The Role of Whole-Body Magnetic Resonance Imaging (WB-MRI) in Patients with Paroxysmal Nocturnal Hemoglobinuria (PNH).


In PNH thromboembolic events (TEs) represent the leading cause of morbidity and mortality. Between Dec 2013 and Jan 2016 37 PNH patients (pts) (23 PNH, 14 AA/PNH; 51% (19/37) females; median age 44 years, median D-dimer levels 0.22 mg/l) were examined with a whole-body magnetic resonance imaging (WB-MRI) scan at 1.5 T to detect TEs. Pts were treated according to German PNH guidelines, including eculizumab therapy. 64% (24/37) of the pts had no documented TEs prior to observation. Two pts had suspected TEs in their clinical history. 29% of the pts (11/37) had a known history of venous thromboses (deep venous thrombosis (DVT) (5/11), portal venous thrombosis (PVT) (4/11), vena caval thrombosis (VCT) (2/11). A myocardial infarction was reported in one pt, and two had a cerebral venous sinus thrombosis (CVST) or a thalamic infarction. Six pts (16%) had at least two prior TEs. In pts with prior TEs no progression of the existing TEs was observed. In pts on eculizumab and prior TEs as well as treatment-naïve pts silent bone and renal infarctions were detected. Furthermore, a clinically non-critical arterial occlusion was identified. WB-MRI scans present a novel, non-invasive method to assess the complete vascular status of PNH pts and allow the detection of previously undiagnosed vascular complications, affecting treatment indications and regimens.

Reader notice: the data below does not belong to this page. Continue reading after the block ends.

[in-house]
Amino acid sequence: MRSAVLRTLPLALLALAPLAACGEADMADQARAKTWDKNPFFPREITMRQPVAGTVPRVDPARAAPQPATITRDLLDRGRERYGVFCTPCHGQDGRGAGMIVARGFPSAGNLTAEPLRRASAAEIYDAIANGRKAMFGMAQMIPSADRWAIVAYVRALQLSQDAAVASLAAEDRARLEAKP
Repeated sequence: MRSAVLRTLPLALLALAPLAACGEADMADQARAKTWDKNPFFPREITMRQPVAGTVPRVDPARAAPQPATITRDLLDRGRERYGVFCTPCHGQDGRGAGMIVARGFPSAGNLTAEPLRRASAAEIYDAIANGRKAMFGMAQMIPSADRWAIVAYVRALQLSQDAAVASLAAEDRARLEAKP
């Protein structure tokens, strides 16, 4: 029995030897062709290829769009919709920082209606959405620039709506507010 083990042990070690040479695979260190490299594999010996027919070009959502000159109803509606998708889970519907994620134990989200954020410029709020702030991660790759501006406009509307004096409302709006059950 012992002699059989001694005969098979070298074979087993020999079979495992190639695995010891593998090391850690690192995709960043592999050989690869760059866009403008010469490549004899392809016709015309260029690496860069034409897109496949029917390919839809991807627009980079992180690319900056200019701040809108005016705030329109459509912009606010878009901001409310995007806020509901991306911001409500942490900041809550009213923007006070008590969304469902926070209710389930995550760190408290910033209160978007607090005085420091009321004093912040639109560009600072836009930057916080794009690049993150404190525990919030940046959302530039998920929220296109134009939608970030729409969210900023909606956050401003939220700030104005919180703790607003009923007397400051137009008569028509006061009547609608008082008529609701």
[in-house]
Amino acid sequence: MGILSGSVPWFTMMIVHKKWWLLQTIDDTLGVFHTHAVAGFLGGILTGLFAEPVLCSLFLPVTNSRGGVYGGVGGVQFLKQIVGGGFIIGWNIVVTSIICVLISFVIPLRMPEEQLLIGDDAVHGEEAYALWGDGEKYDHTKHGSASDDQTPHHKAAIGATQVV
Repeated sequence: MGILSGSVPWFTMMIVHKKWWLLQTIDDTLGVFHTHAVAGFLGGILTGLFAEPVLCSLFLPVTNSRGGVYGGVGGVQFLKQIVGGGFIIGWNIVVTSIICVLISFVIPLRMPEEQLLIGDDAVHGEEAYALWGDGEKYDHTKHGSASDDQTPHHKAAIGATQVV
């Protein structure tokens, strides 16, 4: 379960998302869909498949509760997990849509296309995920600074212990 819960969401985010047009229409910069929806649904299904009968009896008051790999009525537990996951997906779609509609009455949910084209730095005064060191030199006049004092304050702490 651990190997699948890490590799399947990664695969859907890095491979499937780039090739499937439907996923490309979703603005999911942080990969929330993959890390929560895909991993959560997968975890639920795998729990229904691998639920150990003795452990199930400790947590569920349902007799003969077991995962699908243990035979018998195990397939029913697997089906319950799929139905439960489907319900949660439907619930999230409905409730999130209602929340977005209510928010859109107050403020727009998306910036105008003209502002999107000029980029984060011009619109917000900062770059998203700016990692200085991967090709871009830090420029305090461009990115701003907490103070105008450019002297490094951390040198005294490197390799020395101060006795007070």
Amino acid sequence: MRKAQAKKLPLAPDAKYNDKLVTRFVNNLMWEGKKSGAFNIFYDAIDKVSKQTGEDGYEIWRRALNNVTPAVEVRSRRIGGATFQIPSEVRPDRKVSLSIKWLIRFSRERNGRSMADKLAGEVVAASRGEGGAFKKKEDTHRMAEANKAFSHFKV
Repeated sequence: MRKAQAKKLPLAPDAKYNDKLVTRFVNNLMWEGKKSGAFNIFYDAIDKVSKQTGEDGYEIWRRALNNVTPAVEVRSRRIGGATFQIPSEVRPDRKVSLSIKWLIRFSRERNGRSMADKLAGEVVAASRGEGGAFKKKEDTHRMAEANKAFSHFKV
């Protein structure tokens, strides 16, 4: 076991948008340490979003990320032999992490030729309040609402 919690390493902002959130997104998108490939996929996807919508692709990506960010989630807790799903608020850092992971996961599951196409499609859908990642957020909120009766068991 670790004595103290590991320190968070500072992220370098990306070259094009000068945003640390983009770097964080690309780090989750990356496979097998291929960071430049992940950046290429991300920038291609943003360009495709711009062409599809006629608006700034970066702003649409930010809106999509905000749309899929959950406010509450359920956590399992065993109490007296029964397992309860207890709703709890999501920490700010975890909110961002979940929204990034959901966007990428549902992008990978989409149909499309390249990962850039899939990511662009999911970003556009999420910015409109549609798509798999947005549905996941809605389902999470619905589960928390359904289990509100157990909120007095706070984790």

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Felix Nensa
Felix Nensa

My research interests include medical digitalization, computer vision and radiology.